§ 404.1607 Support of legally dependent spouse, child, or parent.
If current maintenance needs of a beneficiary are being reasonably met, a relative or other person to whom payments are certified as representative payee on behalf of the beneficiary, may use part of the payments so certified for the support of the legally dependent spouse, a legally dependent child, or a legally dependent parent of the beneficiary.
§ 404.1608 Claims of creditors.
A relative or other person to whom payments under Title II of the Act are certified as representative payee on behalf of a beneficiary may not be required to use such payments to discharge an indebtedness of the beneficiary which was incurred before the first month for which payments are certified to a relative or other person on the beneficiary's behalf. In no case, however, may such payee use such payments to discharge such indebtedness of the beneficiary unless the current and reasonably foreseeable future needs of the beneficiary are otherwise provided for.
§ 404.1609 Accountability.
A relative or other person to whom payments are certified as representative payee on behalf of a beneficiary shall submit a written report in such form and at such times as the Administration may require, accounting for the payments certified to him on behalf of the beneficiary unless such payee is a court-appointed fiduciary and, as such, is required to make an annual accounting to the court, in which case a true copy of each such accounts filed with the court may be submitted in lieu of the accounting form prescribed by the Administration. If any such relative or other person fails to submit the required accounting within a reasonable period of time after it is requested, no further payments shall be certified to him on behalf of the beneficiary unless for good cause shown, the default of such relative or other person is excused by the Administration, and the required accounting is thereafter submitted.
§ 404.1610 Transfer of accumulated benefit payments.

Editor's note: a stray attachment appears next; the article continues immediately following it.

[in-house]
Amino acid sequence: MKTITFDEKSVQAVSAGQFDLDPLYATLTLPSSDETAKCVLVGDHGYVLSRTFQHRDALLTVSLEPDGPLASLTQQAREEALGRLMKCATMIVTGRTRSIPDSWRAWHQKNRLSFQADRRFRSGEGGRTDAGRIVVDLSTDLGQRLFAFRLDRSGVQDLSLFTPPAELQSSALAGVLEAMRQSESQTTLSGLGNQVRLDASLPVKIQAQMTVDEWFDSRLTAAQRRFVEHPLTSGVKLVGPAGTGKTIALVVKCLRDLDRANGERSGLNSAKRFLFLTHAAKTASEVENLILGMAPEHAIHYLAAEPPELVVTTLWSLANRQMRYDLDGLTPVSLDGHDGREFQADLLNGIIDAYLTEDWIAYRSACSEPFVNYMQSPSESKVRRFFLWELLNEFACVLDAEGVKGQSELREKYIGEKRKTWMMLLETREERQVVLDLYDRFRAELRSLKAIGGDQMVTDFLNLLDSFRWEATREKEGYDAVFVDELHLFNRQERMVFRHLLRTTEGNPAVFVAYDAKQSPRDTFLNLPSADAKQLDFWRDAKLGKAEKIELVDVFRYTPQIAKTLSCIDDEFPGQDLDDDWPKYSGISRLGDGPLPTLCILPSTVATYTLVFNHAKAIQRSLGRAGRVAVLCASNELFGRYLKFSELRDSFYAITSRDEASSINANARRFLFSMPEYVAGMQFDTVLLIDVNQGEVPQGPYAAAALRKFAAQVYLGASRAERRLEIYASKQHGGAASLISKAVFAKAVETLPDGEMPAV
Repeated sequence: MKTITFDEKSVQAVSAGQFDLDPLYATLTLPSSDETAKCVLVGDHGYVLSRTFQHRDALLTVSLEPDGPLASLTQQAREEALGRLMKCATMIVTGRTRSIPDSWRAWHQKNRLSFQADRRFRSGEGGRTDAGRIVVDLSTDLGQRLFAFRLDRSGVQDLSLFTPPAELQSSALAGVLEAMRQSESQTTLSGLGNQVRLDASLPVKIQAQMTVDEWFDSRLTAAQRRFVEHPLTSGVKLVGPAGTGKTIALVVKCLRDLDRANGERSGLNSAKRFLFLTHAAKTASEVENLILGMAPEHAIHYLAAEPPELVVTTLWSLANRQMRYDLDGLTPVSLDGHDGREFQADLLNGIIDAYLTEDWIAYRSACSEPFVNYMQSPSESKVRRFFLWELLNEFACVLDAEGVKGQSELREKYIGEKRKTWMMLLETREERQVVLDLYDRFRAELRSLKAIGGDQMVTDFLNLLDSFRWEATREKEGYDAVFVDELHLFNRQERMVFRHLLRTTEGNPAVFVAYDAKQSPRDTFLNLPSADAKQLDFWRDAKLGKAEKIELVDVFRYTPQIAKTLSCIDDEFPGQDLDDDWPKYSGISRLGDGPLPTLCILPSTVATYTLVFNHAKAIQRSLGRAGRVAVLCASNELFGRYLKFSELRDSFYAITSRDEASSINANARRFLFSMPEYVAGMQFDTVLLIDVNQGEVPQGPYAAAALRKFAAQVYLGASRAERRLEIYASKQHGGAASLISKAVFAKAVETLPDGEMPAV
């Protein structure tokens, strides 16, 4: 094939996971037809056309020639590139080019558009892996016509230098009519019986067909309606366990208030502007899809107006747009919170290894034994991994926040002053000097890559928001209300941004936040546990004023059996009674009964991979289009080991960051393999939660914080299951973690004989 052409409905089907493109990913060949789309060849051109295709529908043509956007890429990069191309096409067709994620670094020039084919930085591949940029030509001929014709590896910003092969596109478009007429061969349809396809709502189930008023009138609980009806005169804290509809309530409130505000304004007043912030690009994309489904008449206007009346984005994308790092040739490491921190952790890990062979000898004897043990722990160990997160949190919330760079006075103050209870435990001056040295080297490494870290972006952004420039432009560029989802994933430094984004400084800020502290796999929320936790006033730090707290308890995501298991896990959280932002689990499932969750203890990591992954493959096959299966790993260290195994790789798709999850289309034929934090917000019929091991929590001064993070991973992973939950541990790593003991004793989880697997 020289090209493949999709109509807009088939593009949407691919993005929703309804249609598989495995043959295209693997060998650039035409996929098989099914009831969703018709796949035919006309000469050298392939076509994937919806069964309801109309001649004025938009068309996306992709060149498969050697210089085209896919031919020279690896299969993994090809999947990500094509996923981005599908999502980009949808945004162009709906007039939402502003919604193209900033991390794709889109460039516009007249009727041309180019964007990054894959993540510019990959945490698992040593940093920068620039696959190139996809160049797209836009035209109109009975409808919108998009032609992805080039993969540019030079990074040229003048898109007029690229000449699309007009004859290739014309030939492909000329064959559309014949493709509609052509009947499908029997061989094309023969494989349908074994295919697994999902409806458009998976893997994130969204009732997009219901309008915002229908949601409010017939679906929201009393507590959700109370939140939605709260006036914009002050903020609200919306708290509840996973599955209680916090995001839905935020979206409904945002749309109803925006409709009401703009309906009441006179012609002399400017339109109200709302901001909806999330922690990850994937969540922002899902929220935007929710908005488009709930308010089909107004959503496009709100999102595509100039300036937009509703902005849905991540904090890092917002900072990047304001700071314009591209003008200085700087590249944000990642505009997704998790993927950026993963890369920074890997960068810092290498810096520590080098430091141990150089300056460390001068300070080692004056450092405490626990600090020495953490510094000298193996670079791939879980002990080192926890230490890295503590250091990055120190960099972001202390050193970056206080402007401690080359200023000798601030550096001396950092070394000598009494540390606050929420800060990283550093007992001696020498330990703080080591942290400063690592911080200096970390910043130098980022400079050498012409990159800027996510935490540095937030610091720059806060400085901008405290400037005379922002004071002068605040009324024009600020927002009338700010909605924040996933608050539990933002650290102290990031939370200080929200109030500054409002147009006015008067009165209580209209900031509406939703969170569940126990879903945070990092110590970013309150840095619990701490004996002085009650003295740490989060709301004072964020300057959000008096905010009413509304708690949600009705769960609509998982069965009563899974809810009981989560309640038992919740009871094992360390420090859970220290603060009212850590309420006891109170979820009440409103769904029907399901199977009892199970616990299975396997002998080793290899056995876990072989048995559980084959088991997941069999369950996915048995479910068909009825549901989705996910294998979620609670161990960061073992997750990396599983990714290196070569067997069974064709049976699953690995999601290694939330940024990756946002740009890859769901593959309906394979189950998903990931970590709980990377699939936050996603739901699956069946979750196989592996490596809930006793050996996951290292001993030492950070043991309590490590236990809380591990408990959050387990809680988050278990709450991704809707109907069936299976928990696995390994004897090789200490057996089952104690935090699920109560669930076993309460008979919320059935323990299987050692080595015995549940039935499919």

A representative payee who has conserved or invested funds from Title II payments certified to him on behalf of a beneficiary shall, upon direction of the Administration, transfer any such funds (including interest earned from investment of such funds) to a successor payee appointed by the Administration, or, at the option of the Administration, shall transfer such funds, including interest, to the Administration for recertification to a successor payee or to the beneficiary.
§ 4424. Funds of persons admitted or committed to State operated facilities.
Where no guardian has been appointed for a mentally disabled person admitted or committed to a State operated facility all money and other personal property of such person shall be handled in the following manner, unless the director determines that such person's recovery or well-being will be promoted by his own handling of such money or personal property:
(1) The authorized agent of the Department of Revenue shall, without application to any court, take custody of, receive and manage in accordance with this section any money or other personal property in such person's possession at the time he is admitted to a facility and any gifts, legacies, pensions, insurance payments, retirement benefits or payments, old age and survivors' insurance, or any other benefits or payments to which such person covered by the provisions of this act may be entitled.
(2) The revenue agent shall, upon the director's request, turn over to the director the sum of one hundred dollars ($100) to be used as such person's petty cash fund. Funds so held by the director shall be disbursed at his discretion to promote the welfare of such person. The revenue agent shall, upon the director's request, restore the balance in each such person's petty cash fund to one hundred dollars ($100). For special purposes, the director may request funds for such person up to five hundred dollars ($500).
(3) Unless a guardian has been appointed and qualified, the revenue agent shall hold, apply and dispose of all funds in accordance with regulations promulgated by the department.